Saturday, 28 March 2009

Olive spotted?

I think I saw her a few nights ago, half a mile down the road, sitting in the driveway of a big old house. It was her stance, her size, her way of sitting like a dog with her head cocked on one side. In fact, I'm sure it was her. She hasn't been seen in our garden again. The only fox to come visiting is a very sick one that has lost all its coat to mange. Towards the end, we saw Olive being driven off by her mum, so I guess Mum owns the territory and daughter has had to establish her own. Not far from Iceland's bins, so that's a jolly good choice!

Monday, 23 March 2009

Kama Sutra Magpies

I saw the strangest sight on the lawn. I didn't know what to make of it at first, so I blinked and looked again. It appeared to be a magpie with its wings in a kind of pyramid shape, lying face down on the lawn. Then I noticed it had two heads. As I reached for my camera, the shape began to dissolve and the top half of a magpie sandwich flew away, revealing the female lying flat on her back beneath him. The odd shape of the wings had been caused by hers being tucked around his. I have never come across birds using the missionary position for mating before. Are they unique in the bird kingdom?

Sunday, 15 March 2009

Butterfly Ball

The butterflies are out in force today. First to appear was a Peacock, which soon found another and courtship commenced. Second was a beautiful golden Brimstone and third was this cheeky Comma which chose my shoe to warm up its wings on.


There are teeny, tiny baby fish in the pond. Don't know why they call them 'small fry' as they are actually too small to fry!

Saturday, 14 March 2009


I didn't add owls to the list because I have only heard them, not seen them. I few years ago I thought a Scops owl had come over from the Continent. Day after day, right through the Spring afternoon there was a monotonous "Ooh, ooh" coming from the field beyond the garden. Eventually, I asked an expert who told me it was a young Little Owl. They call while their parent is away getting food. Yet I always thought owls were nocturnal...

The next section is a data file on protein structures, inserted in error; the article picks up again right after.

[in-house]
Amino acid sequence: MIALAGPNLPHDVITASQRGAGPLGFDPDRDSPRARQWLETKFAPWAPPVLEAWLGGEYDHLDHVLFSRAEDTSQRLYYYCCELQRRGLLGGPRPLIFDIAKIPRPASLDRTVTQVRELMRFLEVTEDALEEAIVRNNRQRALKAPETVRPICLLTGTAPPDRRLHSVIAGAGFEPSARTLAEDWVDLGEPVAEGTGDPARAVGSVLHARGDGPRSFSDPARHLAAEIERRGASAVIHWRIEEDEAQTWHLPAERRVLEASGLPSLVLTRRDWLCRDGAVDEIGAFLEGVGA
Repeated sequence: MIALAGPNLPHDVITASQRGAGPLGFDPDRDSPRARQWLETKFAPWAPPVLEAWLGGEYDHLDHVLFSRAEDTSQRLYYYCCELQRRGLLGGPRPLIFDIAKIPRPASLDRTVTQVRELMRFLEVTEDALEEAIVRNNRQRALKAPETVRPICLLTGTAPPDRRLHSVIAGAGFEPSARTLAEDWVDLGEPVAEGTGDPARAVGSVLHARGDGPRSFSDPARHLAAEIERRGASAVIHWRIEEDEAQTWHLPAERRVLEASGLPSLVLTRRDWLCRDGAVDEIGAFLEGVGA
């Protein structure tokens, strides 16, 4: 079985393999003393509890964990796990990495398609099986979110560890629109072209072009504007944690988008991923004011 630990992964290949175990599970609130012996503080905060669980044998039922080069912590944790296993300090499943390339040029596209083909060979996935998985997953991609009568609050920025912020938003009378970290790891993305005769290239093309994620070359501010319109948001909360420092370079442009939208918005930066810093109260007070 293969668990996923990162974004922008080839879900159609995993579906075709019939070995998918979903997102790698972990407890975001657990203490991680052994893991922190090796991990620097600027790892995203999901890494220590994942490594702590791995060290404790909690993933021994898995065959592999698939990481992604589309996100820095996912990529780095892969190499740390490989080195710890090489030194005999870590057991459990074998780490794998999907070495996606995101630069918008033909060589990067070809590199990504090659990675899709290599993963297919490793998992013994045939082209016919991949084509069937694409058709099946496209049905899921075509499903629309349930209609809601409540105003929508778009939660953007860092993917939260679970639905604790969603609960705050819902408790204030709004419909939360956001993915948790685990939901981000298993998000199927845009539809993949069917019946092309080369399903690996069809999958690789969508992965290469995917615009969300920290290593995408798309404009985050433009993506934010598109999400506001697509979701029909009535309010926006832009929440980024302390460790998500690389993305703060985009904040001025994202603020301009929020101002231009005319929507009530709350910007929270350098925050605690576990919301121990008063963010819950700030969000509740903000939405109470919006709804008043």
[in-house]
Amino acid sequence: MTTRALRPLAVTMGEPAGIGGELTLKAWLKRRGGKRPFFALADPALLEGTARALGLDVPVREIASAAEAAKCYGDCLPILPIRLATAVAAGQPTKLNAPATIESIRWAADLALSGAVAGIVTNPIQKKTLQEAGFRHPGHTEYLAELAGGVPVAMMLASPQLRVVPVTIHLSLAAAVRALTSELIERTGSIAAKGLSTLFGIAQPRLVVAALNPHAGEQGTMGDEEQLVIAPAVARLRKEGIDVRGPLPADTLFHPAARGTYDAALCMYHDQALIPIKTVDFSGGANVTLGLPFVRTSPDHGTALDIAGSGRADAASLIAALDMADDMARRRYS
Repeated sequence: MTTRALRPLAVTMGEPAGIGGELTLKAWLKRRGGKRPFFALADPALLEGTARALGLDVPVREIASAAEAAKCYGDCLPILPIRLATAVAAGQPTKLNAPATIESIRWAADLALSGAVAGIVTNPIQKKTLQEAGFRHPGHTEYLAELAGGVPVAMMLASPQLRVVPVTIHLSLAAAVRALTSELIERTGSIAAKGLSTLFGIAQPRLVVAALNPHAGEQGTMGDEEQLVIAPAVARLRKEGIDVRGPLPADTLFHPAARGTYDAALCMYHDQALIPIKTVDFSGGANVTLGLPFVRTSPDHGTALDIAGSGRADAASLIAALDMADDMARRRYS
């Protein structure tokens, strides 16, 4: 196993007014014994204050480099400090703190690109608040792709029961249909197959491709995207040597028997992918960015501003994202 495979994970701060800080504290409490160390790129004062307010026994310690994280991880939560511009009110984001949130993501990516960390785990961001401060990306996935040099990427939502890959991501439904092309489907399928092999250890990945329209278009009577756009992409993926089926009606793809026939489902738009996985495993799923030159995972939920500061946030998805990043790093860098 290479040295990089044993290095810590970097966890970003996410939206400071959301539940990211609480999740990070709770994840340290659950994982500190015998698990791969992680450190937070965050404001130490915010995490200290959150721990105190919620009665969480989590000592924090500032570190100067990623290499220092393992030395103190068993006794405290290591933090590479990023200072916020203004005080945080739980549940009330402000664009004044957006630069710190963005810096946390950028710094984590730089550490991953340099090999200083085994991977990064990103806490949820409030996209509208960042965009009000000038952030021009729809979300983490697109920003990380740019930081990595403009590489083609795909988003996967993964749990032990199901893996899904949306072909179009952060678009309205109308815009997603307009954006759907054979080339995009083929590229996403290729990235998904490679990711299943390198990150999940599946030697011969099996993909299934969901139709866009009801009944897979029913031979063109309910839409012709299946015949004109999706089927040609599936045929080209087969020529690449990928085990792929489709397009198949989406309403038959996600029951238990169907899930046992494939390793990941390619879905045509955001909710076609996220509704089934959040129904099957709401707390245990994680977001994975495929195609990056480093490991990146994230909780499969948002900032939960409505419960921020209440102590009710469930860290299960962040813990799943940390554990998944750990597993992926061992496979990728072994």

We hear the odd Tawny, but really, for a garden with huge oak trees at the foot and lots of fields all around, there don't seem to be many owls at all. They probably congregate in areas like Ruislip Woods.

Sunday, 8 March 2009

Bird List

Here is a list of all the birds I have seen in our Hillingdon garden (the swifts were over it, of course). It doesn't match the list of 36 different species noted by my sister in her garden in Cumbria, but it's certainly not bad. A few years ago we noted a pair of Hen Harriers which were frequently glimpsed flying over the fields beyond the garden. We kept shtum, but twitchers eventually found them and now we haven't seen any for three or four years.

There is a local buzzard who wheels majestically over. You always know he or she is around when the sky and garden are suddenly bare of birds. We had to dismantle the newly erected bird table due to lightning attacks from the sparrowhawk. We have also had to cover the pond with netting since the heron took the only silver fish, the one it could see glinting in the moonlight at 1.30 am as it sat watching from the roof of the house. I never knew they were nocturnal birds. The jays are around a lot at the moment. One is copying the squirrel's method of swinging the peanut feeder until food falls out, whereupon it jumps to the ground and eats it.

The wood pigeons are sitting on a branch of the oak tree, billing and cooing. It's so sweet to watch them rubbing beaks and nibbling at each other. The blackbirds appear to have sorted out their territorial disputes and now just one pair appears regularly in the garden whereas before there were five birds, three males and two females. I hope the lone male has found a mate. I also hope last year's lone thrush, whose mate was killed by a cat (perhaps even ours), will find a mate and successfully breed this year.

Blackbird Collared Dove Crow Dunnock Goldfinch Greenfinch

Heron Jay Magpie

Pied Flycatcher Pied Wagtail Ring-Necked Parakeet Robin

Song Thrush Sparrow Sparrowhawk Starling Swift

Tits: Blue Tit, Great Tit, Long-Tailed Tit, Coal Tit

Woodpeckers, Green and Great Spotted Wood Pigeon - also Town Pigeon and crossbreeds

Wren Yellowhammer

Monday, 2 March 2009

Omnivorous squirrel

And then there is the chapati-eating squirrel...


When you're used to seeing blue tits on the bird feeder, it comes as a bit of a shock when a parakeet suddenly flies up and sits atop the feeder, working out how to get at the treats. I'm sure it will be back for more.